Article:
Sunday, May 30, 2010

May 30, 2010, Gulf Oil, Financial Reform, Sugar, Salt in Food and Propaganda to Keep them In

Tags: Financial Bill Flaws, BP Used Known Faulty Parts Causing Oil Rig Collapse, Salt, Sugar, Food, Sick, Death

  1. Can Huge Flaws in Financial Bill Be Fixed by Barney Frank in Conference? Gretchen Morgenson, NY Times, May 30, 2010

Morgenson tells us what the many Financial Lobbyists have done to weaken the Financial Bill in the details which gives them crucial exclusions and exceptions on derivatives trading so Wall Street can by-past the stated regulation intent of the bill.

… Certainly the banks and the Wall Street trading shops that have so richly scored in the derivatives market are happy to keep the status quo — after all, profits flourish where opacity rules. But for most of the rest of us that’s an unsatisfactory, and possibly dangerous, outcome.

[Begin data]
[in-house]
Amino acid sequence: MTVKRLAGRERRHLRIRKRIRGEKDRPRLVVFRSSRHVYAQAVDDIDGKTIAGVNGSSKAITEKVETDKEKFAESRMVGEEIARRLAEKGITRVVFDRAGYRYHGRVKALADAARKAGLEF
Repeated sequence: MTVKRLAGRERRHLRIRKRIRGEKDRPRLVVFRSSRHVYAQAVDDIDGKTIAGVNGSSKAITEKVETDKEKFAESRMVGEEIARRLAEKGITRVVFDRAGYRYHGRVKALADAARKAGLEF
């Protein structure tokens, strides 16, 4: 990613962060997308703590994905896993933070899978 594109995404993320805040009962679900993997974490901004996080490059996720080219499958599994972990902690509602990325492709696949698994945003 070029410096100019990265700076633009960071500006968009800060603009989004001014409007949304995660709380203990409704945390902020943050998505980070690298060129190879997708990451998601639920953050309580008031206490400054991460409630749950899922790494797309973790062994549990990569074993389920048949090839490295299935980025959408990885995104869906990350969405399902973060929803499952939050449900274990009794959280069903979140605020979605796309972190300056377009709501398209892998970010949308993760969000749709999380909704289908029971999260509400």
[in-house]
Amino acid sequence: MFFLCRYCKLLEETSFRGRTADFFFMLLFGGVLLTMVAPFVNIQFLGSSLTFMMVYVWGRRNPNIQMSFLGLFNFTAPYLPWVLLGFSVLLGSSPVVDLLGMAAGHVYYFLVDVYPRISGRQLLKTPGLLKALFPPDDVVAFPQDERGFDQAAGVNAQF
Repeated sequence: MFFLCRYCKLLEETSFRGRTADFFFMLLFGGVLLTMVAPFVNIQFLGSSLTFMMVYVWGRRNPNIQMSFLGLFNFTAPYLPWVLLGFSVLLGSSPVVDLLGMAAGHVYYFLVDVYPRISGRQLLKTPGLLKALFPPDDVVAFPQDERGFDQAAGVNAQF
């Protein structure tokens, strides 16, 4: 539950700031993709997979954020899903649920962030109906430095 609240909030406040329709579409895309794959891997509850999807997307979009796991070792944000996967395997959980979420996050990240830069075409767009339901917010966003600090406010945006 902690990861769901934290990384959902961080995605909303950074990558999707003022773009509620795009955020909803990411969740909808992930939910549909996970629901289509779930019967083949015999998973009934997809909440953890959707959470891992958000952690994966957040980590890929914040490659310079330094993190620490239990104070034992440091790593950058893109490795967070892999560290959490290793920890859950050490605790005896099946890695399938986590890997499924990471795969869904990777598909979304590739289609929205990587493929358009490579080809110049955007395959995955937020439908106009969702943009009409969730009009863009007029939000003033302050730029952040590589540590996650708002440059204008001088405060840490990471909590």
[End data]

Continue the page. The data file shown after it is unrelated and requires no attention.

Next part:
Despite their ubiquity and the pivotal role they play in modern finance, many derivatives don’t trade openly on exchanges as stocks and other instruments do. When an institution buys a derivative like a credit-default swap, for example, to protect itself against the default of an investment like a bond, that transaction is a private contract, struck between it, the seller and perhaps an intermediary, like a bank.

Because private transactions like these can mask big and risky exposures in the markets (think American International Group), financial reformers decided to make derivatives trading more transparent, which is a good thing. Both the Senate and House bills require standardized derivatives to be traded on an exchange or a swap execution facility.

But the devil is always in the details — hence, two 1,500-page bills — and problems arise in how the proposals define what constitutes a swap execution facility, and who can own one.